Each aircraft has its own strengths and vulnerabilities. The B-2A has the size to achieve the necessary ‘Low Observability’ across the spectrum of IADS search frequencies, and has the necessary range and payload, and can carry the vital GBU-57/B MOP “earthquake bomb”. But with less than 20 operational aircraft and a requirement for many sorties, tactically repeated as the attacked facilities are repaired and reopened, mounting a successful campaign with such a small number of platforms is problematic at best. The aircraft is large and limited to about Mach 0.85, so intercept, while having a low probability of success, is possible and would have dire consequences in a fighter versus unarmed bomber engagement.

Tactical planners would quickly find that 20 B-2As is insufficient to mount a campaign against a target set of more than 40 airbases with underground hangars. Fortunately, there is a simple, low cost and timely solution: build more aircraft. The tooling is intact, and with the high development cost ‘sunk’, the cost of ‘new-build’ B-2Bs would be a fraction of the cost attributed to B-2As, where the huge development cost was distributed across only 21 aircraft.

Employment of high-value assets such as the B-2 generates a unique set of risks – a baited trap being one. Sun Tzu advised:
All warfare is based on deception.

Hold out baits to entice the enemy. Feign disorder, and crush him.
By exposing high levels of activity at a particular air base and revealing a set of attractive targets, plus some inventive cyber-war mis-advice, could entice an attack. A B-2’s attack, like that of a silent submarine is an ‘indiscretion’, and when the bomb-bay doors open and the weapons fall, the attacked then know that a B-2 is in the vicinity. Swarms of fighters can then be launched and seek out the B-2 Spirit. Even though the probability of an intercept by an individual aircraft is low, when that probability is multiplied by the number of interceptors, the chances of the B-2 being intercepted become significant. This is another argument for additional aircraft – an ability to sustain losses and maintain an effective capability.

The F-22A has the required ‘Low Observability’ in higher frequencies of the IADS search spectrum, but not in the lower bands, and its operations would be restricted to those few hours where, say, HF Skywave Radar is ineffective. As the larger penetrators such as the BLU-113 cannot be carried internally, its ordnance is restricted to the smaller 1,000 lb AUP penetrator and 285 lb SDB penetrator bombs. The Raptor also has a lesser range and payload, introducing more vulnerabilities as more sorties would be required to achieve the Commander’s Intent, and support from Air-to-Air refuelling would be necessary on most missions. Following an outbound F-22A home with an aircraft like the J-XX/J-20 and ambushing it and the refueller during the tanking operation is a high-yield tactic – one used by the Luftwaffe against RAF bombers many times over with considerable success, during the 1940s.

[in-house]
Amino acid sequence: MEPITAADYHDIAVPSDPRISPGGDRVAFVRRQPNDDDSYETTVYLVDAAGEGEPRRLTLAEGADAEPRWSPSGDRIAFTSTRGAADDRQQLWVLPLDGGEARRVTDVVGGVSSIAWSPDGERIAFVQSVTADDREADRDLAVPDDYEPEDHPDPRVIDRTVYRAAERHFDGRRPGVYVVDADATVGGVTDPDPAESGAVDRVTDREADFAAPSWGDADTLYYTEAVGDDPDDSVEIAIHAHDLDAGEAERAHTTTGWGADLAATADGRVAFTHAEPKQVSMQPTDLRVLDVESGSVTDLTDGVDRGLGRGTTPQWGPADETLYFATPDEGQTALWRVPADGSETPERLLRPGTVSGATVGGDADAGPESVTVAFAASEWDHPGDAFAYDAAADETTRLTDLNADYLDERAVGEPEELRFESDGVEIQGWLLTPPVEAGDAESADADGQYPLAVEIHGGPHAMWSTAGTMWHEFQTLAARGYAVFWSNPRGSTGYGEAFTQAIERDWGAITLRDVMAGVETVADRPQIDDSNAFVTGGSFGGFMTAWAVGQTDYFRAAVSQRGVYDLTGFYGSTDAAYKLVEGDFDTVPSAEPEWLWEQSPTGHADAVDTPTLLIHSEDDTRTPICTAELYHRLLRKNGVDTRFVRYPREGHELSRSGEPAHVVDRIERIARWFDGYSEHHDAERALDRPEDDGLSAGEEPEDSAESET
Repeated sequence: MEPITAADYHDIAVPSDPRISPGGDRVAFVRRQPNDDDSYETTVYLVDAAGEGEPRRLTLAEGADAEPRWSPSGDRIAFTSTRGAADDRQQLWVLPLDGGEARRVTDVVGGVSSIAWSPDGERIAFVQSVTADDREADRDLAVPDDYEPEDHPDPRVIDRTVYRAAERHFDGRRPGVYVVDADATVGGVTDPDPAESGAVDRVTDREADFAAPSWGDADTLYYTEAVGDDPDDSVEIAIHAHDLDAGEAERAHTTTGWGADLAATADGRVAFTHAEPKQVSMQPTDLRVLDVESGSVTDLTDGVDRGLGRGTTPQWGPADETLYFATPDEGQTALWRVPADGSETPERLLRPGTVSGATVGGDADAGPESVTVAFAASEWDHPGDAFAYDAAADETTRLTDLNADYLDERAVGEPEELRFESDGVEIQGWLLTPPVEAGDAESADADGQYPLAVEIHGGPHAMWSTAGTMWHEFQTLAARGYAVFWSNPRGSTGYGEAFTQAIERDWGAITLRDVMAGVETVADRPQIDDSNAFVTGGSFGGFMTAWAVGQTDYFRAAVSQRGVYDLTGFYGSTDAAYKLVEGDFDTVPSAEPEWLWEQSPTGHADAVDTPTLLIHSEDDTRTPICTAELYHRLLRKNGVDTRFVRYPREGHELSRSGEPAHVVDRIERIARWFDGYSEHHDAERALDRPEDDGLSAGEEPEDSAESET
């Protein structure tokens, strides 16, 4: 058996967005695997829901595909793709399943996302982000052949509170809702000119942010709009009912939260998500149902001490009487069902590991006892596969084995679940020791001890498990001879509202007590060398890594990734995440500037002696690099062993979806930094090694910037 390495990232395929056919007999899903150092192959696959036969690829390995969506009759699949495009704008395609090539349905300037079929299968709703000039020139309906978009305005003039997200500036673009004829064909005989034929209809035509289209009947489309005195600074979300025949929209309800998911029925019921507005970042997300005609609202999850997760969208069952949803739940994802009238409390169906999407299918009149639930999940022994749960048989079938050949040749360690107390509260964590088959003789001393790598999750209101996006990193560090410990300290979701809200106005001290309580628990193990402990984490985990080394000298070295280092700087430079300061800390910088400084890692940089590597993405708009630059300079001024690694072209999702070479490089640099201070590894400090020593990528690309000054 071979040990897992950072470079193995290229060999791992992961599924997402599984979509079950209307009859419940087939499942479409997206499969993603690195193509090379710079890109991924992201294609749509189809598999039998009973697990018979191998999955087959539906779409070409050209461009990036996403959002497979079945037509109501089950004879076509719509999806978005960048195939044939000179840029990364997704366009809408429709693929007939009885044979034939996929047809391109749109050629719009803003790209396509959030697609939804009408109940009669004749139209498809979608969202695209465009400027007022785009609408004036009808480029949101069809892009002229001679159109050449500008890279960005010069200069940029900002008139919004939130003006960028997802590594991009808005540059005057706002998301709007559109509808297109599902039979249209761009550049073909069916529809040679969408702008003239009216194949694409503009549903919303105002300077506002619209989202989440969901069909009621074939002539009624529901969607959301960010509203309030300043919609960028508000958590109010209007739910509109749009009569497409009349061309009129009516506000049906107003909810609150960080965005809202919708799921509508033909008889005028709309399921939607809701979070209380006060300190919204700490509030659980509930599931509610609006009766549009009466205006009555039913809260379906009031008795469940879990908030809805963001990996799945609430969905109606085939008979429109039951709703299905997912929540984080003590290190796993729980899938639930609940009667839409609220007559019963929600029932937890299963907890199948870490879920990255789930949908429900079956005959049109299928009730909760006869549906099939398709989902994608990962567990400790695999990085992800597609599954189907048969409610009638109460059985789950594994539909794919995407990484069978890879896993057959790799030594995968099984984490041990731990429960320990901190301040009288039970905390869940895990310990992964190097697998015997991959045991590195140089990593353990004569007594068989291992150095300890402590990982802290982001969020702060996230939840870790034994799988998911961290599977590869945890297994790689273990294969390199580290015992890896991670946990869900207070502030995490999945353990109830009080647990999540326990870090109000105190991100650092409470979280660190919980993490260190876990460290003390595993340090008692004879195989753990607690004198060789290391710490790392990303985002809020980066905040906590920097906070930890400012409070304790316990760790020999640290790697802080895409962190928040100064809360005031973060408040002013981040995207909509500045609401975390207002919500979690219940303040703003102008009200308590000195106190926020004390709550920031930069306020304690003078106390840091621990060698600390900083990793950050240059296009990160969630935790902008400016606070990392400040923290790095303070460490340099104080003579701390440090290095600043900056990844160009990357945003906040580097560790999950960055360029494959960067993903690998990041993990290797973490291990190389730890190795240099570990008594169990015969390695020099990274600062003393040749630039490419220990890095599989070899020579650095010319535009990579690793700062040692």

Proponents of the F-35 JSF will suggest its use as a strike weapon. This aircraft has even more limitations in basic performance to those of the F-22A, but it is hoped to provide carriage of the larger 2,000 lb penetrators such as the BLU-109/BLU-116/BLU-118. (Release of this ordnance has yet to be demonstrated). Air Power Australia has made a detailed assessment of the ability of an F-35 JSF to penetrate a well defended target such as this system of underground and protected air bases, and reached the conclusion that it would suffer high attrition levels because of its much higher levels of ‘observability’ compared with the F-22A, and much slower penetration speeds, at much lower altitudes (Please refer: http://www.ausairpower.net/APA-2009-01.html).

The reason for assessing the F-35 JSF as unsuitable, is that the Underground Air Bases, themselves high value facilities, are generally situated near, and connected to, airbases with exposed runways, taxiways and buildings. These facilities would be protected in times of war by longer range SAMs such as the HQ-9, the S-300PMU2 and in future, the S-400.

These assessments of the relative worth of the penetrating capability of the F-22A and the F-35 can be best explained by the substantial kinematic superiority of the F-22A in terms of speed, altitude and manoeuvrability/agility. Speed is vital as a supercruise at Mach 1.5 greatly reduces exposure time compared with a Mach 0.85 ingress and egress. HF Skywave has daily ‘outages’ because of shifts in the ionosphere and requires a dwell time to search designated cells for targets – so the longer you linger, the higher the chance of detection and interception.

Operating over two miles higher and 700 knots faster than the F-35 JSF, the Raptor shrinks the engagement envelope of Surface to Air Missiles (SAMs) and fighter aircraft. If the attackers are fired on by SAMs and these missiles are turning to intercept, the high agility of the F-22A gives it a far greater chance of avoiding the incoming missile. Finally, there is the weapons release distance from target using glide bombs – considerably further in the case of the F-22A at Mach 1.5 and 60,000 feet in comparison with an F-35 JSF at Mach 0.85 and 35,000 feet. There is a huge difference in the kinematics of an F-22A and an F-35, and a corresponding huge difference in survivability – the essential precursor to lethality.